But uptake has slowed.
Arduino Yún: A bridge between do-it-yourself and the Internet of Things
Maker Faire is more than just a cool place to go and hang out with several tens of thousands of like-minded geeks. It’s, as the event’s organizers say, “the greatest show and tell on earth.” Think of it as the largest high school science fair you’ve ever seen, where people are showing off the ideas and technologies they’re experimenting with at home and at work.
It’s the kind of place where you’ll hear about how a small Sebastopol winery is using low cost UAVs to change the way it buys grapes -- taking consumer technology and finding a new use that benefits a business. If that winery was to use commercially available aerial and satellite imagery, it would cost thousands of dollars each time it wanted to get a look at how the grapes in its contractors’ fields were growing. Instead, a few hundred dollars invested in a simple remote-controlled aerial camera platform lets them view grapes throughout the growing season and plan what should be harvested, and when. Simple filters applied to images can help analyze the data, using color to show what’s happening in the fields, without having to spend hours walking the rows.
That simple DIY drone is the sort of project that can be built using the open source Arduino platform. Built around a range of commonly available micro-controllers, Arduino and its many spin-offs are a bridge from the world of DIY electronics into the Internet of Things.
Where early Arduino platforms were basic programmable controllers that could be stacked with all kinds of multipurpose add-on boards (known as “shields”), the latest devices are designed to encourage experimentation – and include robots and came controller-like boards that can be fitted with LCD displays. Arduino’s easy-to-extend hardware design, and its extensive programming tools, make it an ideal platform for anyone who wants to go beyond programming into working with their own devices.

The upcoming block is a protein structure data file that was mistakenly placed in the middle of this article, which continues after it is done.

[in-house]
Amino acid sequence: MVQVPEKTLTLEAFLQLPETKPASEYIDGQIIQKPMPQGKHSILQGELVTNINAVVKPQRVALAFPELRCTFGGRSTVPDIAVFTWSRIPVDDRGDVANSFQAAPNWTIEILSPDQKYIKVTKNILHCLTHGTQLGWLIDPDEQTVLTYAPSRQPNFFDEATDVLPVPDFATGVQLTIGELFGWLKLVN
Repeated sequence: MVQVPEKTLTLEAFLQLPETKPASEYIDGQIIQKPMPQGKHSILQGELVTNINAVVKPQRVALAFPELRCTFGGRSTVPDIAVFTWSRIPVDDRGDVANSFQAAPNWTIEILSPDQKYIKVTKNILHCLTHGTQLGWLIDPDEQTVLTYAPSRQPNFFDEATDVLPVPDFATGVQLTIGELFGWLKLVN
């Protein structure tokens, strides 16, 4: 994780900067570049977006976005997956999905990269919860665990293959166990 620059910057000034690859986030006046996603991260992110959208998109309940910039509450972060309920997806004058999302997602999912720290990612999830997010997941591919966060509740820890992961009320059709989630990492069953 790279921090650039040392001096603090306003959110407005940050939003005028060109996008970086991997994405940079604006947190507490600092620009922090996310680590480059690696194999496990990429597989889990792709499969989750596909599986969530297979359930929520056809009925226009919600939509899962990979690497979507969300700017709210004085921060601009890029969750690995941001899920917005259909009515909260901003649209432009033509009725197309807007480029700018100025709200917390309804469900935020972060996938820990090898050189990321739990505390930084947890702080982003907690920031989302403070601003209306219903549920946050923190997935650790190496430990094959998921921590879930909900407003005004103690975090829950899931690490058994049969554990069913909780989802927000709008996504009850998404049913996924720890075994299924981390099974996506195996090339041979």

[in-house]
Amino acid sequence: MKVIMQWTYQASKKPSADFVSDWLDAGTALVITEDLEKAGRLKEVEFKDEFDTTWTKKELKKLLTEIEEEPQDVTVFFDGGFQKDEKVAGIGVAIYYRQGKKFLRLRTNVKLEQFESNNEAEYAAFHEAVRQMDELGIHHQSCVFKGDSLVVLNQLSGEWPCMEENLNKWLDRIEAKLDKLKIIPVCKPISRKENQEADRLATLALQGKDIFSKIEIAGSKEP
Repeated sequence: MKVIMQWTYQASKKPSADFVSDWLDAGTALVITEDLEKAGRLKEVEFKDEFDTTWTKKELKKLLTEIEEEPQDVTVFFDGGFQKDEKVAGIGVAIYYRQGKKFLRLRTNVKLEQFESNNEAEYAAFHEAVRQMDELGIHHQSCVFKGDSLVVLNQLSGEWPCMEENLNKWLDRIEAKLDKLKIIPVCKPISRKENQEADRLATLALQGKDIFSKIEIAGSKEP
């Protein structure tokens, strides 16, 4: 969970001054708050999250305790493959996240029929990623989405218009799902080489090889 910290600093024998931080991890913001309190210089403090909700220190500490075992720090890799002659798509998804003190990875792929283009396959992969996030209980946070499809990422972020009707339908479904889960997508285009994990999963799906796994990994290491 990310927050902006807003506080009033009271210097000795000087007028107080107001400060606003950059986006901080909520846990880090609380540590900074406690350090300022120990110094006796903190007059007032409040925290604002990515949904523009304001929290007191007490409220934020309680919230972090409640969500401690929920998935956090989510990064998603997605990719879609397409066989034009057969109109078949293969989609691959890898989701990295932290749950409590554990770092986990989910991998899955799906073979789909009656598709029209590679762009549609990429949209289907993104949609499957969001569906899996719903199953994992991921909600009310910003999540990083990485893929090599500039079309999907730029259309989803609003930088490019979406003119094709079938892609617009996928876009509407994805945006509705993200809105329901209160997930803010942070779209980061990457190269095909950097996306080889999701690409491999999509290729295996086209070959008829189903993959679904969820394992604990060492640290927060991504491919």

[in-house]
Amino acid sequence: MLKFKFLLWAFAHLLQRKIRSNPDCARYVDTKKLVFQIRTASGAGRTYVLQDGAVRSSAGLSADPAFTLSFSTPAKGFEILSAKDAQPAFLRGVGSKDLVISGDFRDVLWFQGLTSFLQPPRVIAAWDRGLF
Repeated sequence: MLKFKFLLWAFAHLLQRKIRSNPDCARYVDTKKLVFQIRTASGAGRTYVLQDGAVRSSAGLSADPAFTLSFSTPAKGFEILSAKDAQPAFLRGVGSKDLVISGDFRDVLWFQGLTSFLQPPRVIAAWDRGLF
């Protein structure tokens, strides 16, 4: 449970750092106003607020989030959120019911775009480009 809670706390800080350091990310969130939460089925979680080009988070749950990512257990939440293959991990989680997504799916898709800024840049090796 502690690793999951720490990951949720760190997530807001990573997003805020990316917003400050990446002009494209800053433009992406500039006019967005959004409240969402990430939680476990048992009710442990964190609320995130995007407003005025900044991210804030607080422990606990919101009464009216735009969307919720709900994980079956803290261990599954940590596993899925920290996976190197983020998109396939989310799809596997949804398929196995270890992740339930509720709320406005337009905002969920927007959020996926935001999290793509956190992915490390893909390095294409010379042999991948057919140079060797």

Need a tool for monitoring local environments, for counting components on a production line? Just build it with Arduino and hook it up to a PC or a Mac or an Android phone – or even a BB10 BlackBerry. There are libraries full of ready-to-run code, and books that guide you through building and deploying Arduino sensors (and kits that let you build them into mint tins…). The open source and education community that’s grown up around Arduino has worked hard to make the little controller boards a hub for innovation, and for education.
That said, there’s been one big hole in the platform: it’s been hard to connect standalone Arduino hardware to the Internet. You’ve been able to use networking shields to provide basic connectivity, but the tiny processors haven’t had the horsepower to run full blown web servers. If we’re to have a widely distributed Internet of Things, those things need to be able to interact with the rest of the Internet – using the protocols that have become the lingua franca of the web (and of the web-programming methodologies that are at the heart of the democratization of programming.
Connecting Arduino hardware to the Internet
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